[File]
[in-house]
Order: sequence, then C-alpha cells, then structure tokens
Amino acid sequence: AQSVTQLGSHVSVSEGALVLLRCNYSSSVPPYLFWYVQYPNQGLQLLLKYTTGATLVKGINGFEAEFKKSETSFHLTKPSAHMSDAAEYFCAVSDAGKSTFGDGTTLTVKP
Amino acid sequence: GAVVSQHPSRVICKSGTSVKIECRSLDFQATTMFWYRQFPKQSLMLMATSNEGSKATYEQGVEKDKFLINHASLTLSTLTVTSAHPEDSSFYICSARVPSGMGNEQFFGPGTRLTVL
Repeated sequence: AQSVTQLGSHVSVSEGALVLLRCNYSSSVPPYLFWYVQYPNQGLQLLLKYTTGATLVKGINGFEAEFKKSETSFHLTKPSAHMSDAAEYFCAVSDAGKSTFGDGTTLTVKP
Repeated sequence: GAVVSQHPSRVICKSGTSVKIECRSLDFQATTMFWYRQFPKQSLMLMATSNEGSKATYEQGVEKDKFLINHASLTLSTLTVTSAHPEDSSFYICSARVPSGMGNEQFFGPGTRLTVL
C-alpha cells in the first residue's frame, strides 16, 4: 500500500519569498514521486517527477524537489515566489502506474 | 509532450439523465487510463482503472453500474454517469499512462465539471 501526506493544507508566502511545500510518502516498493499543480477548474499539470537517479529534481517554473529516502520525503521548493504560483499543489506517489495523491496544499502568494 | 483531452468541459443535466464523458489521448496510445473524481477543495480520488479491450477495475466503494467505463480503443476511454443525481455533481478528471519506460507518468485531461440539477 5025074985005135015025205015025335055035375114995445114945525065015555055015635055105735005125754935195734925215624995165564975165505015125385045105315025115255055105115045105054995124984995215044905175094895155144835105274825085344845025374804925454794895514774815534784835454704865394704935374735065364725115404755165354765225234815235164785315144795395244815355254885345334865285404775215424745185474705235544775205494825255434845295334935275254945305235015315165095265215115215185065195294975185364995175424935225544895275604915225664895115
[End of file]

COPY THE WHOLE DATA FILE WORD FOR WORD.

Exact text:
[in-house]
Order: sequence, then C-alpha cells, then structure tokens
Amino acid sequence: AQSVTQLGSHVSVSEGALVLLRCNYSSSVPPYLFWYVQYPNQGLQLLLKYTTGATLVKGINGFEAEFKKSETSFHLTKPSAHMSDAAEYFCAVSDAGKSTFGDGTTLTVKP
Amino acid sequence: GAVVSQHPSRVICKSGTSVKIECRSLDFQATTMFWYRQFPKQSLMLMATSNEGSKATYEQGVEKDKFLINHASLTLSTLTVTSAHPEDSSFYICSARVPSGMGNEQFFGPGTRLTVL
Repeated sequence: AQSVTQLGSHVSVSEGALVLLRCNYSSSVPPYLFWYVQYPNQGLQLLLKYTTGATLVKGINGFEAEFKKSETSFHLTKPSAHMSDAAEYFCAVSDAGKSTFGDGTTLTVKP
Repeated sequence: GAVVSQHPSRVICKSGTSVKIECRSLDFQATTMFWYRQFPKQSLMLMATSNEGSKATYEQGVEKDKFLINHASLTLSTLTVTSAHPEDSSFYICSARVPSGMGNEQFFGPGTRLTVL
C-alpha cells in the first residue's frame, strides 16, 4: 500500500519569498514521486517527477524537489515566489502506474 | 509532450439523465487510463482503472453500474454517469499512462465539471 501526506493544507508566502511545500510518502516498493499543480477548474499539470537517479529534481517554473529516502520525503521548493504560483499543489506517489495523491496544499502568494 | 483531452468541459443535466464523458489521448496510445473524481477543495480520488479491450477495475466503494467505463480503443476511454443525481455533481478528471519506460507518468485531461440539477 5025074985005135015025205015025335055035375114995445114945525065015555055015635055105735005125754935195734925215624995165564975165505015125385045105315025115255055105115045105054995124984995215044905175094895155144835105274825085344845025374804925454794895514774815534784835454704865394704935374735065364725115404755165354765225234815235164785315144795395244815355254885345334865285404775215424745185474705235544775205494825255434845295334935275254945305235015315165095265215115215185065195294975185364995175424935225544895275604915225664895115